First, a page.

Gaming Impressions, Pricing, and Final Thoughts
Gaming Impressions (Ryan's Note):
I think it's important to go into a bit of detail on the gaming impressions using the Acer XB270HU display. Even though we have been talking about our experiences of using G-Sync panels since late in 2013 when they were first shown, it's vital to validate and check to see if the experience holds up – maybe some things have gotten better and maybe some things have gotten worse.
With that being said, using the XB270HU has been impressive and as we sometimes talk about here at PC Perspective: you don't know how good you had it 'til its gone. IPS and equivalent screens are clearly (no pun intended) better for productivity as well as gaming than TN screens, when all else is equal. In the past, TN screens have been utilized because of their lower cost as well as the lower / faster response times. It wasn't until very recently that an IPS screen could ever hope of reaching the 144 Hz mark, but here we are: the XB270HU from Acer does just that. With a rated response time of 4ms, compared to the ASUS ROG Swift's response time of 1ms, the XB270HU is slower but still falls below the 7ms required to meet the 144 Hz refresh times of the displays maximum refresh rate.
In my time spent with the review sample of this monitor, gaming on it was a joy. Just as we have seen with previous G-Sync monitors, the variable refresh rate capability means that you see no tearing on the screen (usually associated with VSync disabled) and get none of the stutter or jutter (associated with VSync enabled) that you might have become accustomed to in the past. Instead the animations are smooth inside the frame rate ranges of <20-144 FPS and gaming through any number of titles is an improved experience over standard displays.
I spent some time with Battlefield 4, Bioshock Infinite, Grand Theft Auto V and even Project Cars and I can vouch for the G-Sync technology working perfectly in all of those titles. For a game like GTAV, which can get quite heavy on the GPU, a system using a GTX 960 was able to play at higher image quality settings than would otherwise be recommended – in those scenarios where the average FPS would drop dramatically, the XB270HU keeps the animation smooth and tear free, without flicker. Project Cars is very similar: a game that is demanding on modern GPUs that can allow both mid-range and enthusiast class graphics cards to meet their potential. First person shooters are also perfect use-cases for G-Sync where tearing and stutter can mean the difference between being the sniper or becoming the sniped. BF4 played great and even with a GTX 980 at the helm and the top image quality settings, the game was again very smooth.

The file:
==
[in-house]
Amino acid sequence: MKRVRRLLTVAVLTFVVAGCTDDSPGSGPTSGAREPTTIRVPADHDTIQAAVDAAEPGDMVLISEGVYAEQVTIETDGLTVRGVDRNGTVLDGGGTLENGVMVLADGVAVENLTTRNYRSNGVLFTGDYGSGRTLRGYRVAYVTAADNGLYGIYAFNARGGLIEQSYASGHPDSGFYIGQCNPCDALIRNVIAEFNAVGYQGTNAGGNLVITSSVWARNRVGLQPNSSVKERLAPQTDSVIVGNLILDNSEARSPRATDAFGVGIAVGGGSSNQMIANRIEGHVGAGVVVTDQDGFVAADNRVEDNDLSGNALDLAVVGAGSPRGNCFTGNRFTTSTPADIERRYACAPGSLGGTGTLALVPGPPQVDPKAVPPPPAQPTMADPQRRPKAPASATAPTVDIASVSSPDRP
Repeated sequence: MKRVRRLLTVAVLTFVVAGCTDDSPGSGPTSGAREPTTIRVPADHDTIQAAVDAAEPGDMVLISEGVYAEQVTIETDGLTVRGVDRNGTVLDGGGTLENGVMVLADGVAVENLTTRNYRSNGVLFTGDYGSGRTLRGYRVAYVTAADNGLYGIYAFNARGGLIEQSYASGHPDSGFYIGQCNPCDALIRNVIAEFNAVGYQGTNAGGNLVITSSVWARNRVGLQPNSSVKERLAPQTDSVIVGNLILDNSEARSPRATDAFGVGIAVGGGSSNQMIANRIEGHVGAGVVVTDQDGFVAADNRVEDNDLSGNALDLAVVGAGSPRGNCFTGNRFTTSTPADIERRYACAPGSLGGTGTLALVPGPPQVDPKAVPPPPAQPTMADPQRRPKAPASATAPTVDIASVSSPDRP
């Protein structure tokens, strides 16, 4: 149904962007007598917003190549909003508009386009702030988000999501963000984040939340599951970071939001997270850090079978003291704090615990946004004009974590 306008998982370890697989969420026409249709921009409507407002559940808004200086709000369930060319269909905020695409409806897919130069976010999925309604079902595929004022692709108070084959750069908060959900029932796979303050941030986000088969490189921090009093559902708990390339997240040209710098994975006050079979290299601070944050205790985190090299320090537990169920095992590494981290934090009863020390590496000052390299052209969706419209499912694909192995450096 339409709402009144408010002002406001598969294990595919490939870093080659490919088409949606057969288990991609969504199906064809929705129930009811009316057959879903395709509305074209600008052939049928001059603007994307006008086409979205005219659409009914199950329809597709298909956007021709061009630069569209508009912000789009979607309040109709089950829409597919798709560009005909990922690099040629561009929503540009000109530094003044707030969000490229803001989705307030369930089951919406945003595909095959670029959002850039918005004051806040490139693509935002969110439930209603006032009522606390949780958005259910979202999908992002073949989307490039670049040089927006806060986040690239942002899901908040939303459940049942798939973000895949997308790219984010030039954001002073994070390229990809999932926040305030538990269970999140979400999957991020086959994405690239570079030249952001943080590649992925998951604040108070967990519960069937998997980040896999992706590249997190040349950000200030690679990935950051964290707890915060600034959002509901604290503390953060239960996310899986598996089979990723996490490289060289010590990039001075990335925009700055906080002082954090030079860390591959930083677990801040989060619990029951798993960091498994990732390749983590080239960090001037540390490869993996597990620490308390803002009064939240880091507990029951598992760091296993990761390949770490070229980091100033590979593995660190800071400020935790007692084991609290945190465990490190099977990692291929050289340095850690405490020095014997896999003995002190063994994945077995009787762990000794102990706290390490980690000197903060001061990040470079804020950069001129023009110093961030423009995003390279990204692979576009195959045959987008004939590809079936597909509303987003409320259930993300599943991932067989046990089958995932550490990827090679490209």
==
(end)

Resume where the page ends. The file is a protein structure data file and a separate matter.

The one drawback to using G-Sync remains the lock-in at the top refresh rate of the panel, in the case of the XB270HU that is 144 Hz. While AMD's FreeSync technology allows you to selectively enable or disable VSync once your in-game frame rate goes above the maximum refresh rate of the panel, NVIDIA's G-Sync does not, forcing the user into a VSync enabled state. NVIDIA believes that the lack of screen tearing overrides the user's desire for the lowest possible frame latency (which is compromised with VSync enabled) but we are still holding out hope that NVIDIA addresses this in an upcoming driver. Of course with a 144 Hz refresh rate maximum those VSync latencies are going to be significantly harder to detect than with other G-Sync monitors that are limited to 60 Hz, for example.
Overall, the Acer XB270HU with its 144 Hz refresh rate and G-Sync integration on an IPS panel, easily produces one of the best visual experiences for gaming as well as for productivity. You'll have to be an NVIDIA GeForce GPU user to take advantage of the variable refresh technology and also be willing to shell out the extra coin for it, but both Allyn and I agree that you just can't beat the XB270HU today.
- IPS panel paired with G-Sync is everything we hoped it would be.
- No external power brick needed.
- Glossy bezel and pedestal reflect screen image and are easily scratched.
- ULMB support capped at 100 Hz.
- No 3D Vision Support.
Pricing and Availability
- $800 (Amazon)
The XB270HU ships with a three year limited warranty.
The Acer XB270HU has a $50 premium over the ASUS ROG Swift, which has fallen to $750. G-Sync panels still run at a ~$100-$150 premium over an equivalent standard or FreeSync panel, but until we see AMD work through its growing pains (crossfire support, ghosting issues in many initial release panels), that premium will likely remain worth it for those who want a more mature and feature complete product.
The Acer XB270HU was long overdue in terms of an IPS G-Sync display – something many gamers have been waiting for since G-Sync was announced. While the longer pixel response time precludes 3D Vision support, this panel is still capable of an impressive 144Hz maximum refresh rate at full 1440P resolution. There were no surprises in our testing, and this new display corrected many of the gripes we had with the ASUS ROG Swift. I was so impressed with this display that I bought one for myself. My only real gripe is that such a great piece of glass is packaged in that easily marred glossy bezel and stand.
I may not be crazy about the bezel, but where the rubber meets the road, the image quality and performance of the Acer XB270HU is unmatched.